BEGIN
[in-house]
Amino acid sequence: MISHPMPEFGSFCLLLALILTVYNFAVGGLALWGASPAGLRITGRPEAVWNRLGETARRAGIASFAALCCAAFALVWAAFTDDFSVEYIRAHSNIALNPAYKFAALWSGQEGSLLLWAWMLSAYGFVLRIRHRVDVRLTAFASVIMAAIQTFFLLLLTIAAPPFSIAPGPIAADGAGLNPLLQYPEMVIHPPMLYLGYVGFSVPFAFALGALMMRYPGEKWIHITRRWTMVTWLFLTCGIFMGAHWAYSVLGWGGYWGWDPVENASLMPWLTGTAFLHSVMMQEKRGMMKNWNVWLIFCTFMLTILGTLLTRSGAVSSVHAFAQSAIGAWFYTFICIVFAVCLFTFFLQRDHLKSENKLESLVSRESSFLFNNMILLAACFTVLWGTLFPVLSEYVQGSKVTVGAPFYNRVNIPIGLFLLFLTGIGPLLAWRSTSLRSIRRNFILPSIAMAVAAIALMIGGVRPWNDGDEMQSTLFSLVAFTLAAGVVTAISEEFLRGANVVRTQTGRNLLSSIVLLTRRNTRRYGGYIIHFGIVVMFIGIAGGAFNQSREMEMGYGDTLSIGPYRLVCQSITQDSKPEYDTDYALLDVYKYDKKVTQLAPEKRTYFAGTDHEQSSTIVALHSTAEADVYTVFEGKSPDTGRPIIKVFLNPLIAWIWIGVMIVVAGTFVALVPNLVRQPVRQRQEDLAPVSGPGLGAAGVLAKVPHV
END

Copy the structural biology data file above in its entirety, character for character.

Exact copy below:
[in-house]
Amino acid sequence: MISHPMPEFGSFCLLLALILTVYNFAVGGLALWGASPAGLRITGRPEAVWNRLGETARRAGIASFAALCCAAFALVWAAFTDDFSVEYIRAHSNIALNPAYKFAALWSGQEGSLLLWAWMLSAYGFVLRIRHRVDVRLTAFASVIMAAIQTFFLLLLTIAAPPFSIAPGPIAADGAGLNPLLQYPEMVIHPPMLYLGYVGFSVPFAFALGALMMRYPGEKWIHITRRWTMVTWLFLTCGIFMGAHWAYSVLGWGGYWGWDPVENASLMPWLTGTAFLHSVMMQEKRGMMKNWNVWLIFCTFMLTILGTLLTRSGAVSSVHAFAQSAIGAWFYTFICIVFAVCLFTFFLQRDHLKSENKLESLVSRESSFLFNNMILLAACFTVLWGTLFPVLSEYVQGSKVTVGAPFYNRVNIPIGLFLLFLTGIGPLLAWRSTSLRSIRRNFILPSIAMAVAAIALMIGGVRPWNDGDEMQSTLFSLVAFTLAAGVVTAISEEFLRGANVVRTQTGRNLLSSIVLLTRRNTRRYGGYIIHFGIVVMFIGIAGGAFNQSREMEMGYGDTLSIGPYRLVCQSITQDSKPEYDTDYALLDVYKYDKKVTQLAPEKRTYFAGTDHEQSSTIVALHSTAEADVYTVFEGKSPDTGRPIIKVFLNPLIAWIWIGVMIVVAGTFVALVPNLVRQPVRQRQEDLAPVSGPGLGAAGVLAKVPHV